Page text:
Matthew McDaniel and Ian McDanielTechnology is moving at a faster pace than most of us can conceive. In a recent conversation with Ian McDaniel of Gravity’s Edge, a local business specializing in computer repair, networking and data recovery, the question came up of what to do with our old computers, laptops and desktops and whether they can be upgraded with new versions of software, such as Windows 8 and 10. As most of us now know, Windows XP and Vista are no longer supported, and that leaves some of us wondering if our old computers are worth saving or can even be upgraded.

McDaniel thinks it is wiser to simply buy a new computer, since the cost of upgrading an older computer would not be worth it. For those who have McDaniel’s know-how and skill, the process could be as simple as hunting for all the necessary hardware, including four gigabytes (GB) of random-access memory (RAM) and installing it for $100 to $200.

Then there is the added cost of software. McDaniel said there are no downloadable freebies; you have to purchase the pricey software. And if you are not skilled and knowledgeable about computers and installation then someone like McDaniel would also have to be called in to complete the job at an added cost. He pointed out that for the cost of improving an old computer, you can purchase a new one with Windows 8 or 10 for anywhere from $150 and up depending upon your needs. Add a comment


The Elephantz TrunkNina Monroe’s goal is to support the local economy and encourage Fluvanna residents to buy local. It’s not that easy when surrounded by massive brick and mortar stores in nearby Charlottesville and Richmond and online giants like Amazon. But Monroe is not deterred and has a unique boutique, The Elephantz Trunk, that she hopes will do well.

Located in a former motel renovated by Chris Fairchild several years ago, the refurbished brick building with the green awnings can be spotted at the crossroads of Dixie, where Routes 6 and 15 meet. Walking into her boutique is a different experience reminiscent of visiting a Gordonsville shop. Her boutique features handmade jewelry she designed, as well as a variety of manufactured pieces and sterling silver. All pieces are one-of-a-kind and bold.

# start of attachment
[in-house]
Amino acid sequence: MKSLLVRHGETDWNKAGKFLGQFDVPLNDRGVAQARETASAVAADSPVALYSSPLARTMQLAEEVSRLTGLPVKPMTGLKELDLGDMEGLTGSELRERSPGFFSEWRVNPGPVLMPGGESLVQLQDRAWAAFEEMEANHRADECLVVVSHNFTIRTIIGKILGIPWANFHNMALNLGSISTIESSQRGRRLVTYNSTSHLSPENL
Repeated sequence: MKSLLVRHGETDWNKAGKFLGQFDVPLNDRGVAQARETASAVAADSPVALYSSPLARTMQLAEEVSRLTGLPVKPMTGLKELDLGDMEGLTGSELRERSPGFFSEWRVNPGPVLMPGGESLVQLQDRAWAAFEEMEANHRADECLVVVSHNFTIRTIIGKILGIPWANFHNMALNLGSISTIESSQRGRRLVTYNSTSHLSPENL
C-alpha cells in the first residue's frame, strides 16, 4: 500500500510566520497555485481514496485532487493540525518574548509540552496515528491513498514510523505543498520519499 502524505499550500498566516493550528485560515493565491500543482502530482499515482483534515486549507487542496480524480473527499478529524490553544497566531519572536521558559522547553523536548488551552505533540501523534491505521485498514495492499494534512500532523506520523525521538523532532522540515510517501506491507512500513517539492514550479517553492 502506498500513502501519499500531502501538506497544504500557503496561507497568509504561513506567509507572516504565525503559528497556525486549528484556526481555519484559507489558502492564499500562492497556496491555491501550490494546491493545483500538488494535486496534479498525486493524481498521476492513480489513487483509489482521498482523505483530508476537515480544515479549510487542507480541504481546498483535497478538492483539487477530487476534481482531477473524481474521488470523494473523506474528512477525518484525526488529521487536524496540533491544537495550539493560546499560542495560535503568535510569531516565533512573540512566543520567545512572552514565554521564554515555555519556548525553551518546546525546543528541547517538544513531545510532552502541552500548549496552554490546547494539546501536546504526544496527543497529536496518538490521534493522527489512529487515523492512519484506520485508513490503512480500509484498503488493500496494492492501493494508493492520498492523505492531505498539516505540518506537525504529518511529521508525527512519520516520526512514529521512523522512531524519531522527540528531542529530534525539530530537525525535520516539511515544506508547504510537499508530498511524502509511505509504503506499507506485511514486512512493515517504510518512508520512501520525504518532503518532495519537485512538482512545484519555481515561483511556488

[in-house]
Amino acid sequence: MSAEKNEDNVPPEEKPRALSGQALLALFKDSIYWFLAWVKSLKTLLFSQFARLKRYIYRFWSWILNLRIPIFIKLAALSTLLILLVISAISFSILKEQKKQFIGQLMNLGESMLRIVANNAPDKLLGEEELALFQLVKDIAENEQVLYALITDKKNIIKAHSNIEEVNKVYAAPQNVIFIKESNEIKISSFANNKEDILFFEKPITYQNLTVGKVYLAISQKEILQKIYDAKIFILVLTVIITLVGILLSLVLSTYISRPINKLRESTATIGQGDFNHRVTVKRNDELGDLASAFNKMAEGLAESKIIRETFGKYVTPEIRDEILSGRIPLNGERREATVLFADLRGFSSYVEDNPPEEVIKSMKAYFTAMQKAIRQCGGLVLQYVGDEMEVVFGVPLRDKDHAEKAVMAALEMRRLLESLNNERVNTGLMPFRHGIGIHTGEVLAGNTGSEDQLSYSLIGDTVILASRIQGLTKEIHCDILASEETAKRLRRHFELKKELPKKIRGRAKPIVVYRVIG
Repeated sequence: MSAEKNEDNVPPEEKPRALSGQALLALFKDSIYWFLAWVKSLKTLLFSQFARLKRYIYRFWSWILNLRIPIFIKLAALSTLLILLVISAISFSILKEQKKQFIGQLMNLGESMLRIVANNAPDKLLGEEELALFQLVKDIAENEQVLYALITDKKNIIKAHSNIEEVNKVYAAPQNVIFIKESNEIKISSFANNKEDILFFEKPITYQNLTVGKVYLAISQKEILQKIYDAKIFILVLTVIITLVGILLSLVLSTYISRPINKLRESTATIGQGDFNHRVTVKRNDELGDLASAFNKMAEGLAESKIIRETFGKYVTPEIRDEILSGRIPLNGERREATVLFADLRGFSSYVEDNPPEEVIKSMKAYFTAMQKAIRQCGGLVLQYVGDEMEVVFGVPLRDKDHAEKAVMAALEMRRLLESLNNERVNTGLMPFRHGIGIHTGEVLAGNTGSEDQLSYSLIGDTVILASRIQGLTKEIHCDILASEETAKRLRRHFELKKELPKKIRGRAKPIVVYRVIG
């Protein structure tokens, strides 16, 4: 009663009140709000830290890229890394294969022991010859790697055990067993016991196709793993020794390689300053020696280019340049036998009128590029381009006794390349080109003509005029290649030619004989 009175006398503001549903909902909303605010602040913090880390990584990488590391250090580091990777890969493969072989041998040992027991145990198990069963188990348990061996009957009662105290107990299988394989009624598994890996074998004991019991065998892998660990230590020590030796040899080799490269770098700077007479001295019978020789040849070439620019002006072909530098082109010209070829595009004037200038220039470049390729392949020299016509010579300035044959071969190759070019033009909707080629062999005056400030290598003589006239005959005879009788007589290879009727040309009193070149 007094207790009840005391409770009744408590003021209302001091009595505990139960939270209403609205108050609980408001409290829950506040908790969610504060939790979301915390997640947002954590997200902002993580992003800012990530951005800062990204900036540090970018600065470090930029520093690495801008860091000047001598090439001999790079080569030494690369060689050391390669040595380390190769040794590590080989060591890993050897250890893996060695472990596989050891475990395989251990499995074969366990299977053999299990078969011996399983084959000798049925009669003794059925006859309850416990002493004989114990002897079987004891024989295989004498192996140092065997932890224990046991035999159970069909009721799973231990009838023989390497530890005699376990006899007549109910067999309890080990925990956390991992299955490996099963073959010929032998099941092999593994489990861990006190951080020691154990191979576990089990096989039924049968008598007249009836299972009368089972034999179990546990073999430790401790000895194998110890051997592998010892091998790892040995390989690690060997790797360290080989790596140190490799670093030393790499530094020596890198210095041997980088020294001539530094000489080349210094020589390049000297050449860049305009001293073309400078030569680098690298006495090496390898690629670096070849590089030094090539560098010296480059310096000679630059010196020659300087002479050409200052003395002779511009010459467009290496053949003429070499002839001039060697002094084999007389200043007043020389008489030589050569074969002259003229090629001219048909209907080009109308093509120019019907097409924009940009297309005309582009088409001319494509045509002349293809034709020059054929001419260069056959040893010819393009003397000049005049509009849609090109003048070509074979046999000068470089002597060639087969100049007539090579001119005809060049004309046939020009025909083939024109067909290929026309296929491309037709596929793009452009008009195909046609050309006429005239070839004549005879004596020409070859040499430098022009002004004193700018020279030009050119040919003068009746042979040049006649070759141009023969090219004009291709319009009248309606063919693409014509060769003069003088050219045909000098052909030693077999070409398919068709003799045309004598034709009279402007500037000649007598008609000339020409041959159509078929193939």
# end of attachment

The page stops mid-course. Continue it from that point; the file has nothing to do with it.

“The statement pieces of fashion jewelry are purchased in limited quantities like four or five pieces,” said Monroe. “This ensures that you don’t have everyone walking around with the same piece of jewelry which begs the question, ‘Where did you get that?’”

She also sells homemade bath and body products using natural ingredients like Dead Sea salt, Epsom salts, shea and cocoa butters, coconut and essential oils, local honey, beeswax and more. “We have our local honey for sale too. The hives started out in my backyard at home, but have been relocated just down the street a few yards,” she said. Add a comment


Business appreciation receptionLaunches free business tip lunches

Representatives from more than 100 businesses gathered June 5 at Cunningham Creek Winery for a relaxed evening of good food, drink and companionship.

The whole idea was to show appreciation for business owners in the county, said Jason Smith, community and economic development director.

“Although May is recognized as small business appreciation month across the country, by the time we had finalized other events, it just worked out best for all planning partners to host this year’s event in June,” Smith said.

Realtors, insurance agents, pharmacy technicians, restaurant owners, computer technicians, website designers, lawyers and more attended.

Fluvanna’s first micro-brewery, Antioch Brewing Company, was on hand to give attendees a chance to try their beer. Add a comment


Aspiring entrepreneurs and small businesses in Fluvanna County have an ally in the local branch of the Central Virginia Small Business Development Center (CVSBDC).

Funded by the Small Business Administration and a network of public and private partners, the CVSBDC offers free, confidential counseling and a host of free and low-cost training and development resources. 

“You’re their counselor, you’re their cheerleader, and sometimes, you’re their mother,” said local business counselor Diane Arnold.

Arnold retired to Lake Monticello last year after a 10-year stint as director of the Longwood Small Business Development Center in Danville and a long career in teaching, marketing, and government procurement. Not long after her arrival, she was asked by CVSBDC Director Betty Hoge to help out. 

Now she provides one-on-one counseling and advice around the Center’s five-county service area. In Fluvanna, she holds counseling sessions on the second Tuesday of each month from 9 a.m. to 3 p.m. at the Chamber of Commerce on Main Street. She currently works with three to four Fluvanna businesses owners per month.

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Sue LibermanAfter spending most of her life in health and human services, Lake Monticello resident Sue Liberman is putting her considerable experience to work by helping local seniors age safely in place.

Senior Solutions, Liberman’s business, focuses on helping older folks – and their families, who are often far away – feel confident that their homes are safe and they have the resources they need close at hand.

“There’s a significant population of grossly underserved older folks not just in Fluvanna but in Louisa and Orange too,” Liberman said. “My goal is to make sure they get care and services, have their needs met, and help the families of these wonderful people make healthy decisions.”

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